How much RAM is needed to get good+ 64 bit Win 7 performance?

I have question regarding Windows 7 at 64 bit.

On a machine that has XP 32 bit with 4 gig RAM, video can take 1.25 gig, leaving 2.75 gig. But XP can still run fine.

If you install 64 bit Windows 7 on that machine, you get back 1.25 gig for full total of 4 gig.

Is 4 gig sufficient for good overall Win 7 performance at 64 bit? Or is 8 gig more the normal for running effectively with typical applications like Photoshop Elements, Premiere Elements, LibreOffice, Audacity 2, Chrome, Firefox, CorelDraw X5, Paint Shop Pro X4, VideoStudeo X5, etc?

Not all at once, but normal of 2 or 3, maybe 4 open at a time doing things? Chrome browsing, take screenshot to Photoshop Elements or Paint Shop Pro X4, Cut and Paste to LibreOffice, thing like that?

I do not have wide range of hardware on which to test, as all work machines are in use.

I did not know if you need 12 gig or 16 gig or even 32 gig to get most from 64 bit Windows 7 depending on programs. AutoCAD, Full Photoshop CS6 suite, etc.

Thank you for helping

4GB will get you by, but 8GB isn’t really that expensive and offers plenty of room. Only reason for more than 8GB would be specialized gaming or rendering applications.

[QUOTE=SubZero;2632348]I have question regarding Windows 7 at 64 bit.

On a machine that has XP 32 bit with 4 gig RAM, video can take 1.25 gig, leaving 2.75 gig. But XP can still run fine.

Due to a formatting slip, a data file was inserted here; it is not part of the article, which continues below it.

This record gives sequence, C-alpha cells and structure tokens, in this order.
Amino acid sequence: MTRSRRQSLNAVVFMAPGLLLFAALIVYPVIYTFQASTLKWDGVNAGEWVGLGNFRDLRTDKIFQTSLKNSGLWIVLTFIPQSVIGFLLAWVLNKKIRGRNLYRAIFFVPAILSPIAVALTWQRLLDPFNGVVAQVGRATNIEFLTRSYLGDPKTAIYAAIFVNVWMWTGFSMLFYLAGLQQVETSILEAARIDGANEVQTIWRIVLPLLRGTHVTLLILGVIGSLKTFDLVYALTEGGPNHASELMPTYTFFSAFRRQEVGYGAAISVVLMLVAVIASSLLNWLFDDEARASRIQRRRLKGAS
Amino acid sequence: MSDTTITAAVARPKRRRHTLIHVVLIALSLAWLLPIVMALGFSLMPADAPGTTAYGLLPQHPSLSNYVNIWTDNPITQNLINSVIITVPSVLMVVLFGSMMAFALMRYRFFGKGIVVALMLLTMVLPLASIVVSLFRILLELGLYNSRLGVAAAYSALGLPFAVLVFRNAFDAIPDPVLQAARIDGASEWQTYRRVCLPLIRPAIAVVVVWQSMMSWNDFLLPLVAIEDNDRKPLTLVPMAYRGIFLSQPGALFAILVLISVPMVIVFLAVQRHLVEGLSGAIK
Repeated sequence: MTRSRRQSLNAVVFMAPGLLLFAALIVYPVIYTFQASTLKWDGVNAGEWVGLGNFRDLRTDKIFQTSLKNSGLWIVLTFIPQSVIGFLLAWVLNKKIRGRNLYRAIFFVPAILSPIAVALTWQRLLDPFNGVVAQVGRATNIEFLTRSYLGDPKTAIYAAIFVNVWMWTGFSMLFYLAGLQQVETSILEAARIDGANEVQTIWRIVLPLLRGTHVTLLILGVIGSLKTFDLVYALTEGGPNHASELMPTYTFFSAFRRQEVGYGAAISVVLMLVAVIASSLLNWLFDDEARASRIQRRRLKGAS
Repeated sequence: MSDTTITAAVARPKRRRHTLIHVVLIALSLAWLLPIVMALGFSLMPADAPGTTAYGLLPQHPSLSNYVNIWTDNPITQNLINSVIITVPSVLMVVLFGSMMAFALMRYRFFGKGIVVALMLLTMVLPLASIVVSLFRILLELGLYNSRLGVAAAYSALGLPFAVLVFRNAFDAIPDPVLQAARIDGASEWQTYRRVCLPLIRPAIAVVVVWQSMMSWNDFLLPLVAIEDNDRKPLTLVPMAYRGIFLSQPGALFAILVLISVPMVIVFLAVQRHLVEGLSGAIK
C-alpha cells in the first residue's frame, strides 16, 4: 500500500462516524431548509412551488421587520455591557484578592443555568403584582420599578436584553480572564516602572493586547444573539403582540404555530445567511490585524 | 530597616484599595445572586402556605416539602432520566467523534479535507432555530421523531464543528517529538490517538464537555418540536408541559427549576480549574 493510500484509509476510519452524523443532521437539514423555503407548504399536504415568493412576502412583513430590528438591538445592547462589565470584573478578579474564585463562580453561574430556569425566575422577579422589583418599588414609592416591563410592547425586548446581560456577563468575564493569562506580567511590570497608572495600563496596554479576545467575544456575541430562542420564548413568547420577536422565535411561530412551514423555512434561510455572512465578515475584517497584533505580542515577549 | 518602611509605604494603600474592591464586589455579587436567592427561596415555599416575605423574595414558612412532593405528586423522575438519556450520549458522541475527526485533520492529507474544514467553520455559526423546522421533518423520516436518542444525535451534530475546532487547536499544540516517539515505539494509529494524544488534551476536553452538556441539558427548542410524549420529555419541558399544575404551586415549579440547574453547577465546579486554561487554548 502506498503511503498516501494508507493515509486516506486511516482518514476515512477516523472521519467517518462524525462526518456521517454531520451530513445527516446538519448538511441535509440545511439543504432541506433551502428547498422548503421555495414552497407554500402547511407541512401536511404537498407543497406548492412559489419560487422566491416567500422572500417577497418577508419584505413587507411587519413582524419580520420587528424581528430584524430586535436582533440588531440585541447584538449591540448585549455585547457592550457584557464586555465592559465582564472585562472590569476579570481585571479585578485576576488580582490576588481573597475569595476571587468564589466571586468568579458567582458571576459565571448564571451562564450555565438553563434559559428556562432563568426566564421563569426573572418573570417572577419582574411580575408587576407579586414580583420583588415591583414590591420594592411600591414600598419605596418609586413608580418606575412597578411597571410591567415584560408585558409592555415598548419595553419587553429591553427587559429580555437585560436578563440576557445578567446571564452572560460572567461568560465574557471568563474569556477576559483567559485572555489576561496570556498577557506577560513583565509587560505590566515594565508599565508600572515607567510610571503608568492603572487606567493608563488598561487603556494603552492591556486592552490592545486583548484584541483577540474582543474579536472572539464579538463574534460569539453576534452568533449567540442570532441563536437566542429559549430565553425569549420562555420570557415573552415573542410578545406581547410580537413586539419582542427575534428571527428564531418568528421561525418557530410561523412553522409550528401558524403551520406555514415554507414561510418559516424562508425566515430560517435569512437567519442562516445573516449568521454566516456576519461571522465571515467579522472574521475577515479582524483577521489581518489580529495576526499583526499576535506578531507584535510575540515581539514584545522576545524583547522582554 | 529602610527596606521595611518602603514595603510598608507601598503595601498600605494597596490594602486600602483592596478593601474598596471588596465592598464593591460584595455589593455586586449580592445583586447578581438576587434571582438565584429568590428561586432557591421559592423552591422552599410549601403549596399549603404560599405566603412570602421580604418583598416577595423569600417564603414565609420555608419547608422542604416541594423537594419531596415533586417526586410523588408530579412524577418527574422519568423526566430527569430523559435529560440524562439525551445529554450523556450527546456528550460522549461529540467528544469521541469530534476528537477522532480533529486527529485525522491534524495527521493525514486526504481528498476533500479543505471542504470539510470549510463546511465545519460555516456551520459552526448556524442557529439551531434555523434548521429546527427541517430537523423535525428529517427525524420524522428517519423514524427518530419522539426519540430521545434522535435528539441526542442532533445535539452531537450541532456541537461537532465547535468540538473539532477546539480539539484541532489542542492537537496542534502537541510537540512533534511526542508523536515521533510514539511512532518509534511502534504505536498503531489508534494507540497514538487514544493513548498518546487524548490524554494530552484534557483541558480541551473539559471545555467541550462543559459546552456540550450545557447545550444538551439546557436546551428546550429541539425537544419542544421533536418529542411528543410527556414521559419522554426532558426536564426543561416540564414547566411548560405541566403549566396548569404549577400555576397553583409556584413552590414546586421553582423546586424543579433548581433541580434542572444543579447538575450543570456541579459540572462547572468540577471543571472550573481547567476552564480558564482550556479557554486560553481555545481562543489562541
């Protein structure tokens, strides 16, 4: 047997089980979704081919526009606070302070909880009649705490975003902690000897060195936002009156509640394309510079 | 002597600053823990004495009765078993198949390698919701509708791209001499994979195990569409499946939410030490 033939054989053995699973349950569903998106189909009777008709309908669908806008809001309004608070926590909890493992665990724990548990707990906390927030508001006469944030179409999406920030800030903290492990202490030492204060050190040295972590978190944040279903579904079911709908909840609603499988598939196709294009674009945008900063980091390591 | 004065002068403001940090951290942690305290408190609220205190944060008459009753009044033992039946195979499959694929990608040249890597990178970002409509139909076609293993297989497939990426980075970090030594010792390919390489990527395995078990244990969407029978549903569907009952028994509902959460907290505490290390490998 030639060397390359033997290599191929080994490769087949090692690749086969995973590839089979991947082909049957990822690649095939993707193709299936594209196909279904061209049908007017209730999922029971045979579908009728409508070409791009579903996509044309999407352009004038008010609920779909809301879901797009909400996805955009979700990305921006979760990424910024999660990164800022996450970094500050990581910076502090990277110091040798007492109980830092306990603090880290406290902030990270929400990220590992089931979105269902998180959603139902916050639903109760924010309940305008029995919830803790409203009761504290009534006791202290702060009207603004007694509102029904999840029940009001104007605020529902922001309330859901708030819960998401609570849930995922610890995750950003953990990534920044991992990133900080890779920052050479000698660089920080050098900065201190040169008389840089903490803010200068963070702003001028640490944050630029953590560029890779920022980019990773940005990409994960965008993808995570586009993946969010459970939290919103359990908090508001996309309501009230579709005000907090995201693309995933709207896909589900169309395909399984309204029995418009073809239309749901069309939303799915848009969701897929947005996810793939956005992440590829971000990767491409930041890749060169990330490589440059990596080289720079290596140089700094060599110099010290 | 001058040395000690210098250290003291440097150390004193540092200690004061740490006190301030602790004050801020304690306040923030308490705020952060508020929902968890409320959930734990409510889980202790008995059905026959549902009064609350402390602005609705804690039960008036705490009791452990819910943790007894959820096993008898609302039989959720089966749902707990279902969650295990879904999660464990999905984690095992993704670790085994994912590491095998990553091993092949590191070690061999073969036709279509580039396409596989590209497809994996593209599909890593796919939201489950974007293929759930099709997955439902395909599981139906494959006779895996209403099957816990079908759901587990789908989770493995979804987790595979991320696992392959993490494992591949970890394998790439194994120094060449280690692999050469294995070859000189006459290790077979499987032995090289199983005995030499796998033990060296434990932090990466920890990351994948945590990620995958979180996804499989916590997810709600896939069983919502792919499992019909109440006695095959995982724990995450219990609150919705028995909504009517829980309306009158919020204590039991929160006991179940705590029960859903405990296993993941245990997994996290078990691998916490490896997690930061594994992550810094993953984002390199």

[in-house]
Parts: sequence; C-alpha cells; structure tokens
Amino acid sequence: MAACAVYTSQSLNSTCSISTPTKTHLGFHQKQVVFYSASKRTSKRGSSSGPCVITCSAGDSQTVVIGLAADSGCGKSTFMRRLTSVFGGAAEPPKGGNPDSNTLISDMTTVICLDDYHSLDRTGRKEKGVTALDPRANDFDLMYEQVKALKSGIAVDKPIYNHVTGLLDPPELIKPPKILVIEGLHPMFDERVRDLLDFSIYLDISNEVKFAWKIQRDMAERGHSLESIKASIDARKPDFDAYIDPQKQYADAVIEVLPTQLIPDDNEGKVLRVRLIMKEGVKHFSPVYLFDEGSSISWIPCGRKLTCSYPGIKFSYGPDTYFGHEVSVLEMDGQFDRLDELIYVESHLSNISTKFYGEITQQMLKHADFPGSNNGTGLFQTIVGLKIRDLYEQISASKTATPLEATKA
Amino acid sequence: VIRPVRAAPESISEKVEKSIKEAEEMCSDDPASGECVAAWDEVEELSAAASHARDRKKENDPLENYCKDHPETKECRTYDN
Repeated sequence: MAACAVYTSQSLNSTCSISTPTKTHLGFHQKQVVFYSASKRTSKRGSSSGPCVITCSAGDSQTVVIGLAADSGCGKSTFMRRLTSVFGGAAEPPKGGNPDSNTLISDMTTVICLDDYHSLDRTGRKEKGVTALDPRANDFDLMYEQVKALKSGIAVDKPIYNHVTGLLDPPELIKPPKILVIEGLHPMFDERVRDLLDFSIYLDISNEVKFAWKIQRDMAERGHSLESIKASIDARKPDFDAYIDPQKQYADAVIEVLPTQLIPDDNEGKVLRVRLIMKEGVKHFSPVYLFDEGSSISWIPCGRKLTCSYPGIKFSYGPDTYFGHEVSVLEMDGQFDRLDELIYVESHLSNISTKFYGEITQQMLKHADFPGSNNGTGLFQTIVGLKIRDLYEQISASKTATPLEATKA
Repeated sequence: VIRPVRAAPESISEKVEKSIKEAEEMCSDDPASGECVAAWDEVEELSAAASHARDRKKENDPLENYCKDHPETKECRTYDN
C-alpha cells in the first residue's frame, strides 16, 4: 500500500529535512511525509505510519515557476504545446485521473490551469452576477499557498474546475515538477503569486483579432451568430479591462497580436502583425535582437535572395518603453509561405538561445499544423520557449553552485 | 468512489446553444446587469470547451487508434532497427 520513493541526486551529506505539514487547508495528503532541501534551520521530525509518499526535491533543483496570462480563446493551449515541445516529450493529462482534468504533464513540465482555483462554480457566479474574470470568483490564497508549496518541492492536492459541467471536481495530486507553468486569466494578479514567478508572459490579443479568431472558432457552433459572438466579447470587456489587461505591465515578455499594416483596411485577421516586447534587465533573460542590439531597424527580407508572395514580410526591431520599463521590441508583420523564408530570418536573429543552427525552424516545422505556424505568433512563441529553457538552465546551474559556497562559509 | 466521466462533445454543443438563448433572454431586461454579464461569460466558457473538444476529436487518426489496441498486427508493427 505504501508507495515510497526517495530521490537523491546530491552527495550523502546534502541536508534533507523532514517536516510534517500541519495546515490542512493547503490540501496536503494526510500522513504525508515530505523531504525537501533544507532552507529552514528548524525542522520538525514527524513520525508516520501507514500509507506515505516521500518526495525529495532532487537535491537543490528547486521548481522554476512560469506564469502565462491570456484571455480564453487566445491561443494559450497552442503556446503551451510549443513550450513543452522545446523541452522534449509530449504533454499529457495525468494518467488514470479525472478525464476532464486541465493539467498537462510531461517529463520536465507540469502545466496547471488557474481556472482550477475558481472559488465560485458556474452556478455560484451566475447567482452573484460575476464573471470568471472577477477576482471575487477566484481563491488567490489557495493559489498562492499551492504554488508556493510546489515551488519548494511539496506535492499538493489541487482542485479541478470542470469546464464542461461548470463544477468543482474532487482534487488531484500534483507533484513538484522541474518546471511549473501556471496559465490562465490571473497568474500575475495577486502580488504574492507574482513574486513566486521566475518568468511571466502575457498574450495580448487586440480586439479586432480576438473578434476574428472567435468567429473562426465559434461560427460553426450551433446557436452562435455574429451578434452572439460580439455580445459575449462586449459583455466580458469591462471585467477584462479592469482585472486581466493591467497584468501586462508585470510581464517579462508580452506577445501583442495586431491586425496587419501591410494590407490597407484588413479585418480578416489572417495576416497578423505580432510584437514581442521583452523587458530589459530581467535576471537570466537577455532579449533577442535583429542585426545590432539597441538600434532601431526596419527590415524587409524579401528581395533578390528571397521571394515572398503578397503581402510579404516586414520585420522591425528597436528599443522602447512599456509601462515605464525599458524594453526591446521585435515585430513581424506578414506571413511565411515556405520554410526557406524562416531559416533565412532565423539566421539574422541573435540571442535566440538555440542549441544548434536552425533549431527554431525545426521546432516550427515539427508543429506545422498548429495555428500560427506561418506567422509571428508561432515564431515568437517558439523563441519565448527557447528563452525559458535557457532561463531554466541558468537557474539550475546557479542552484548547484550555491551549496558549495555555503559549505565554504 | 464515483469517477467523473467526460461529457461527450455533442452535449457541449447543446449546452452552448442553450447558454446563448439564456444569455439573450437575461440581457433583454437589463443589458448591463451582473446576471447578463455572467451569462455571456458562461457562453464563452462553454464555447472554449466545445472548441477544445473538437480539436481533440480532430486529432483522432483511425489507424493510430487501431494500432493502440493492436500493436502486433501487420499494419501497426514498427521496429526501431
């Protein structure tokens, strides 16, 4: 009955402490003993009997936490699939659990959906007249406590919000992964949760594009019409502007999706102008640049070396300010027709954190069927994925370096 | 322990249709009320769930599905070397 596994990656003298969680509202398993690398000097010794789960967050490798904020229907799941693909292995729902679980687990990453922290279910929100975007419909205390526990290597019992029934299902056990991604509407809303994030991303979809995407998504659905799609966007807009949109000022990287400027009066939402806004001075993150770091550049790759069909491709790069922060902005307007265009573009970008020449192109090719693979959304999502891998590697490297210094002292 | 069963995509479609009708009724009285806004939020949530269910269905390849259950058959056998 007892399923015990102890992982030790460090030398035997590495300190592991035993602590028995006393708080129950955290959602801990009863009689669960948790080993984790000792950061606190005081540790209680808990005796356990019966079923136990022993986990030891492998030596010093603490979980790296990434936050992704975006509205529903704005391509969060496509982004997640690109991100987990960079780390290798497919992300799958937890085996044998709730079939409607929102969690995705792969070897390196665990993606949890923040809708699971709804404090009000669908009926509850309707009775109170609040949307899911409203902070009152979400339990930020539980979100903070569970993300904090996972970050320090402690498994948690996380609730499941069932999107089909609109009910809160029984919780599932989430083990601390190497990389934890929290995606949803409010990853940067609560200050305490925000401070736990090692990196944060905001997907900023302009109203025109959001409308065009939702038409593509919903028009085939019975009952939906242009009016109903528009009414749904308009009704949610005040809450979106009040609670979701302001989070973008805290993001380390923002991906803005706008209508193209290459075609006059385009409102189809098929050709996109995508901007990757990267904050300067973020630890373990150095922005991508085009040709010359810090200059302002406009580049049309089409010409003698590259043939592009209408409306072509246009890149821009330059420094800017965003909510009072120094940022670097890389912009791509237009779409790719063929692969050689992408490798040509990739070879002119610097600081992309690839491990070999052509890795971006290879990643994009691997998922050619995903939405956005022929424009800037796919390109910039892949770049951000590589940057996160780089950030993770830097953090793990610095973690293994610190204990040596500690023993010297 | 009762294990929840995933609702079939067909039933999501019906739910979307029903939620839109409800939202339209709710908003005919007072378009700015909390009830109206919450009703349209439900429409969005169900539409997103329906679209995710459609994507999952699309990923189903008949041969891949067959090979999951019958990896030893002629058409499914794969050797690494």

If you install 64 bit Windows 7 on that machine, you get back 1.25 gig for full total of 4 gig.

Is 4 gig sufficient for good overall Win 7 performance at 64 bit? Or is 8 gig more the normal for running effectively with typical applications like Photoshop Elements, Premiere Elements, LibreOffice, Audacity 2, Chrome, Firefox, CorelDraw X5, Paint Shop Pro X4, VideoStudeo X5, etc?

Not all at once, but normal of 2 or 3, maybe 4 open at a time doing things? Chrome browsing, take screenshot to Photoshop Elements or Paint Shop Pro X4, Cut and Paste to LibreOffice, thing like that?

I do not have wide range of hardware on which to test, as all work machines are in use.

I did not know if you need 12 gig or 16 gig or even 32 gig to get most from 64 bit Windows 7 depending on programs. AutoCAD, Full Photoshop CS6 suite, etc.

Thank you for helping[/QUOTE]
CDan is right here. RAM is so cheap nowadays, its worth it to invest a little more and get an 8gb kit or even a 16gb kit. There are great 16 gb kits on Newegg for less than 100.00USD. 8gbs can be had for about 50.00USD, but 16gbs will be enough so you will never use that much and you wont ever have toi worry.